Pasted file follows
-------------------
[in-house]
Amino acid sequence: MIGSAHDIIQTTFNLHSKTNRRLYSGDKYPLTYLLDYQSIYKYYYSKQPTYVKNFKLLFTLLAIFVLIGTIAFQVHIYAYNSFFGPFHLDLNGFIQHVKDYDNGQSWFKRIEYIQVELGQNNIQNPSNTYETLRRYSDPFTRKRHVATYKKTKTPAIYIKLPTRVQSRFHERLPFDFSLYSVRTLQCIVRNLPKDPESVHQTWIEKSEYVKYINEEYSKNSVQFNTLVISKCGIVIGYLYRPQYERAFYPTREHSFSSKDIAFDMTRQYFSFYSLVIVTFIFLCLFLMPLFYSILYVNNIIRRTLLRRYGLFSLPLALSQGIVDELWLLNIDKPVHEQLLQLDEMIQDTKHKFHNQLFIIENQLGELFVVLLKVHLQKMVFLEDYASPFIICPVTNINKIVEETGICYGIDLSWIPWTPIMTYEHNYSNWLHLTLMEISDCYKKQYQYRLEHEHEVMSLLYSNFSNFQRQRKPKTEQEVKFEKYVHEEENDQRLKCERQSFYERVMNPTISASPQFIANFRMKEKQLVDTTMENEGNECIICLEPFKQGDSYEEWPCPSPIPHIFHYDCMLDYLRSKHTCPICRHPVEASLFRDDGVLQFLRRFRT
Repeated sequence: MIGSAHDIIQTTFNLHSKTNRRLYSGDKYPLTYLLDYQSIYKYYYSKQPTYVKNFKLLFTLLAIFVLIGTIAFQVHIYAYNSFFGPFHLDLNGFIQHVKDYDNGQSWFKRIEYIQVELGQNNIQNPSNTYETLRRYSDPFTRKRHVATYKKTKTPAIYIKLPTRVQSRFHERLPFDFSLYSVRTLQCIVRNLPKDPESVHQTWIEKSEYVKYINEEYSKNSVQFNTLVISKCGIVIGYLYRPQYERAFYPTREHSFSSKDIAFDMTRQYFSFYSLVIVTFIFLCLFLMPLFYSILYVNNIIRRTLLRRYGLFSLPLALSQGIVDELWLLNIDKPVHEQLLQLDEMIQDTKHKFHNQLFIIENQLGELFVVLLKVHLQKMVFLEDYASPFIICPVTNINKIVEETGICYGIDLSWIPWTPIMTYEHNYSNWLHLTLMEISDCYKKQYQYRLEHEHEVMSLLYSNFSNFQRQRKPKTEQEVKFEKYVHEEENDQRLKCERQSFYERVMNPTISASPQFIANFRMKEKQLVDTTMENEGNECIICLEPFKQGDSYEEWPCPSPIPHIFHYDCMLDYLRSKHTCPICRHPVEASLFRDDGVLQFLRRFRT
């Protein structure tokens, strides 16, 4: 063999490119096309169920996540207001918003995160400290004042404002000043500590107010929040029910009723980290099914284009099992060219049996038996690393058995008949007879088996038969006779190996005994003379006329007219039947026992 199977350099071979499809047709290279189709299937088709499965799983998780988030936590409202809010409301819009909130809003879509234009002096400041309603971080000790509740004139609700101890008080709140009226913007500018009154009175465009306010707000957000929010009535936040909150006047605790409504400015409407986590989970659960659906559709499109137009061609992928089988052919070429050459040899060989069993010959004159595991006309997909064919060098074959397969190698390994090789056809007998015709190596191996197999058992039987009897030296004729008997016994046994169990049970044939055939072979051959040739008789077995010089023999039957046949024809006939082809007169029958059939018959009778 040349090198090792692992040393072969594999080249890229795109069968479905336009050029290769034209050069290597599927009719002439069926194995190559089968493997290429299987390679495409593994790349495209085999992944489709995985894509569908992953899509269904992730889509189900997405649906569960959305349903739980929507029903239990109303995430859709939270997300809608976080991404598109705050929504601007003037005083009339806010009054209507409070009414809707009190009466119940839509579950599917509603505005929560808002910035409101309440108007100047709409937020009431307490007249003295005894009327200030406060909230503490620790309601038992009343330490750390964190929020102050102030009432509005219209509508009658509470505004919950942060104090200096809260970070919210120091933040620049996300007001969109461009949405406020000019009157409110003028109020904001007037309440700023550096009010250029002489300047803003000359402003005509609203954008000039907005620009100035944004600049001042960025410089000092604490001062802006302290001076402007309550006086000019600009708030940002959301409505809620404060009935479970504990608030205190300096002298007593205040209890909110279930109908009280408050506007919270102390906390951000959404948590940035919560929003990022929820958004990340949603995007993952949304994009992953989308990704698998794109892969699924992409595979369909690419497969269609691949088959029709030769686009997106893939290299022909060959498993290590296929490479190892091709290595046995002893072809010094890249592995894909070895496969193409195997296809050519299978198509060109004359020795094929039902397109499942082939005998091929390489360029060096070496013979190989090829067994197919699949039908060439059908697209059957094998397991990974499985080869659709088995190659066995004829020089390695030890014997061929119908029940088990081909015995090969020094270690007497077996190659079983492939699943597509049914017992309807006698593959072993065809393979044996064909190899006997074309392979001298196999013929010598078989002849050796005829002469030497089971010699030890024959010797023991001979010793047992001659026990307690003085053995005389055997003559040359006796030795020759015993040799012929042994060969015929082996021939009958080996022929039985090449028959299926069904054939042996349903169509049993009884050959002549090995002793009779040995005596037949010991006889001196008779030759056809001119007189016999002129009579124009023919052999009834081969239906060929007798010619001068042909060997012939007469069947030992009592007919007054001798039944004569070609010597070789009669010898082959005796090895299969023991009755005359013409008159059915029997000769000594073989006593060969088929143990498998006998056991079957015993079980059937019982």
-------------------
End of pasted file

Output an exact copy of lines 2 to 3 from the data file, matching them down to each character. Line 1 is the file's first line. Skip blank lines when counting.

Amino acid sequence: MIGSAHDIIQTTFNLHSKTNRRLYSGDKYPLTYLLDYQSIYKYYYSKQPTYVKNFKLLFTLLAIFVLIGTIAFQVHIYAYNSFFGPFHLDLNGFIQHVKDYDNGQSWFKRIEYIQVELGQNNIQNPSNTYETLRRYSDPFTRKRHVATYKKTKTPAIYIKLPTRVQSRFHERLPFDFSLYSVRTLQCIVRNLPKDPESVHQTWIEKSEYVKYINEEYSKNSVQFNTLVISKCGIVIGYLYRPQYERAFYPTREHSFSSKDIAFDMTRQYFSFYSLVIVTFIFLCLFLMPLFYSILYVNNIIRRTLLRRYGLFSLPLALSQGIVDELWLLNIDKPVHEQLLQLDEMIQDTKHKFHNQLFIIENQLGELFVVLLKVHLQKMVFLEDYASPFIICPVTNINKIVEETGICYGIDLSWIPWTPIMTYEHNYSNWLHLTLMEISDCYKKQYQYRLEHEHEVMSLLYSNFSNFQRQRKPKTEQEVKFEKYVHEEENDQRLKCERQSFYERVMNPTISASPQFIANFRMKEKQLVDTTMENEGNECIICLEPFKQGDSYEEWPCPSPIPHIFHYDCMLDYLRSKHTCPICRHPVEASLFRDDGVLQFLRRFRT
Repeated sequence: MIGSAHDIIQTTFNLHSKTNRRLYSGDKYPLTYLLDYQSIYKYYYSKQPTYVKNFKLLFTLLAIFVLIGTIAFQVHIYAYNSFFGPFHLDLNGFIQHVKDYDNGQSWFKRIEYIQVELGQNNIQNPSNTYETLRRYSDPFTRKRHVATYKKTKTPAIYIKLPTRVQSRFHERLPFDFSLYSVRTLQCIVRNLPKDPESVHQTWIEKSEYVKYINEEYSKNSVQFNTLVISKCGIVIGYLYRPQYERAFYPTREHSFSSKDIAFDMTRQYFSFYSLVIVTFIFLCLFLMPLFYSILYVNNIIRRTLLRRYGLFSLPLALSQGIVDELWLLNIDKPVHEQLLQLDEMIQDTKHKFHNQLFIIENQLGELFVVLLKVHLQKMVFLEDYASPFIICPVTNINKIVEETGICYGIDLSWIPWTPIMTYEHNYSNWLHLTLMEISDCYKKQYQYRLEHEHEVMSLLYSNFSNFQRQRKPKTEQEVKFEKYVHEEENDQRLKCERQSFYERVMNPTISASPQFIANFRMKEKQLVDTTMENEGNECIICLEPFKQGDSYEEWPCPSPIPHIFHYDCMLDYLRSKHTCPICRHPVEASLFRDDGVLQFLRRFRT